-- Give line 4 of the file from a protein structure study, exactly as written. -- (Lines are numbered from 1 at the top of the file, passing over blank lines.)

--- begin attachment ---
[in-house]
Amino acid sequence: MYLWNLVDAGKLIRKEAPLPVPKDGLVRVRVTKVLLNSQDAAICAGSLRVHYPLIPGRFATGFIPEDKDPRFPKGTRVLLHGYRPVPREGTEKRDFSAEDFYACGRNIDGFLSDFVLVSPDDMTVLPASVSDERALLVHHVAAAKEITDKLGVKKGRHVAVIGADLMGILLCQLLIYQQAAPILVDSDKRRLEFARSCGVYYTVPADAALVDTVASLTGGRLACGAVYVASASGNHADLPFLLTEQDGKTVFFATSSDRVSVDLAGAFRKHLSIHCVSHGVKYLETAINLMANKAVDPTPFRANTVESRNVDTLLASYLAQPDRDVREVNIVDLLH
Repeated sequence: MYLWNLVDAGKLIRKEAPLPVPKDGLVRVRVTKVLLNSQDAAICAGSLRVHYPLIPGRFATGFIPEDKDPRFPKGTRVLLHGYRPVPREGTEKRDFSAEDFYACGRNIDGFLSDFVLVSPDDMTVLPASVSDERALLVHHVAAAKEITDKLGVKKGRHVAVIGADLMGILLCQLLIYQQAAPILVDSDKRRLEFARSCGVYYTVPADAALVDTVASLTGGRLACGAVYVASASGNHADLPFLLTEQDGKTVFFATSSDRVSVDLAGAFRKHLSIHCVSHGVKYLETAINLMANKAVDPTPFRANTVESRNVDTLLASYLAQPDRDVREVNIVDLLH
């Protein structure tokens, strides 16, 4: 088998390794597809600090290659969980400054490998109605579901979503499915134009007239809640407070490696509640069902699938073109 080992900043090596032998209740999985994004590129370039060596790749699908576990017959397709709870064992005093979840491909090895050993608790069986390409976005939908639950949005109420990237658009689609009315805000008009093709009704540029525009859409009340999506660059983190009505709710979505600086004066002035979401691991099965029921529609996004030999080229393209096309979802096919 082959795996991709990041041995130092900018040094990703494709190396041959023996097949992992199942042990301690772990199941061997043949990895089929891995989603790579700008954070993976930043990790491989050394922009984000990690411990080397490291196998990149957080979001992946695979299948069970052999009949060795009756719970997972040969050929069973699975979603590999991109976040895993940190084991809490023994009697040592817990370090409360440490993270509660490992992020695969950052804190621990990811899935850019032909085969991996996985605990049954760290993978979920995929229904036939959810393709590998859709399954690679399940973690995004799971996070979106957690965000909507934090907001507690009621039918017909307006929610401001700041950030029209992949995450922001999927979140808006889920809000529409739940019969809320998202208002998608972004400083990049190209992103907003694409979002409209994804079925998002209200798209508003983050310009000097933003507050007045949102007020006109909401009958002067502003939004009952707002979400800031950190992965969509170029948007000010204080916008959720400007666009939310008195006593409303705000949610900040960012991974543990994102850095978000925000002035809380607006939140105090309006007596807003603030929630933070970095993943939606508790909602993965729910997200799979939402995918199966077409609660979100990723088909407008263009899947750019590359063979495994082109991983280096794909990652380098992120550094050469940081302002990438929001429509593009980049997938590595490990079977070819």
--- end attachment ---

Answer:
């Protein structure tokens, strides 16, 4: 088998390794597809600090290659969980400054490998109605579901979503499915134009007239809640407070490696509640069902699938073109 080992900043090596032998209740999985994004590129370039060596790749699908576990017959397709709870064992005093979840491909090895050993608790069986390409976005939908639950949005109420990237658009689609009315805000008009093709009704540029525009859409009340999506660059983190009505709710979505600086004066002035979401691991099965029921529609996004030999080229393209096309979802096919 082959795996991709990041041995130092900018040094990703494709190396041959023996097949992992199942042990301690772990199941061997043949990895089929891995989603790579700008954070993976930043990790491989050394922009984000990690411990080397490291196998990149957080979001992946695979299948069970052999009949060795009756719970997972040969050929069973699975979603590999991109976040895993940190084991809490023994009697040592817990370090409360440490993270509660490992992020695969950052804190621990990811899935850019032909085969991996996985605990049954760290993978979920995929229904036939959810393709590998859709399954690679399940973690995004799971996070979106957690965000909507934090907001507690009621039918017909307006929610401001700041950030029209992949995450922001999927979140808006889920809000529409739940019969809320998202208002998608972004400083990049190209992103907003694409979002409209994804079925998002209200798209508003983050310009000097933003507050007045949102007020006109909401009958002067502003939004009952707002979400800031950190992965969509170029948007000010204080916008959720400007666009939310008195006593409303705000949610900040960012991974543990994102850095978000925000002035809380607006939140105090309006007596807003603030929630933070970095993943939606508790909602993965729910997200799979939402995918199966077409609660979100990723088909407008263009899947750019590359063979495994082109991983280096794909990652380098992120550094050469940081302002990438929001429509593009980049997938590595490990079977070819």